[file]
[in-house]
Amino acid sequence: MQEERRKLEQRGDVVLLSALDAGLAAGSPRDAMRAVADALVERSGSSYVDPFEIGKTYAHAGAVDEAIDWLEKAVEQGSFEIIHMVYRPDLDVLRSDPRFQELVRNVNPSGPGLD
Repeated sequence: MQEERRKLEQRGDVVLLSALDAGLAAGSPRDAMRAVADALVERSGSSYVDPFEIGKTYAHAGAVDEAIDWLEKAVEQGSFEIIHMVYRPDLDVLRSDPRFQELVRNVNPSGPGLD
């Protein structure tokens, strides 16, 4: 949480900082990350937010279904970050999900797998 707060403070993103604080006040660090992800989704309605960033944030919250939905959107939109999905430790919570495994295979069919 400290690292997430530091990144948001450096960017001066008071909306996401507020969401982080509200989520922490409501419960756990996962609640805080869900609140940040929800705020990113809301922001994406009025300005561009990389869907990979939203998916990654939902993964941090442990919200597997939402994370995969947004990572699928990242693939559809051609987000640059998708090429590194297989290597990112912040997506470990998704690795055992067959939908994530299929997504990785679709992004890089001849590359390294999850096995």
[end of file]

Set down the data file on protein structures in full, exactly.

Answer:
[in-house]
Amino acid sequence: MQEERRKLEQRGDVVLLSALDAGLAAGSPRDAMRAVADALVERSGSSYVDPFEIGKTYAHAGAVDEAIDWLEKAVEQGSFEIIHMVYRPDLDVLRSDPRFQELVRNVNPSGPGLD
Repeated sequence: MQEERRKLEQRGDVVLLSALDAGLAAGSPRDAMRAVADALVERSGSSYVDPFEIGKTYAHAGAVDEAIDWLEKAVEQGSFEIIHMVYRPDLDVLRSDPRFQELVRNVNPSGPGLD
């Protein structure tokens, strides 16, 4: 949480900082990350937010279904970050999900797998 707060403070993103604080006040660090992800989704309605960033944030919250939905959107939109999905430790919570495994295979069919 400290690292997430530091990144948001450096960017001066008071909306996401507020969401982080509200989520922490409501419960756990996962609640805080869900609140940040929800705020990113809301922001994406009025300005561009990389869907990979939203998916990654939902993964941090442990919200597997939402994370995969947004990572699928990242693939559809051609987000640059998708090429590194297989290597990112912040997506470990998704690795055992067959939908994530299929997504990785679709992004890089001849590359390294999850096995």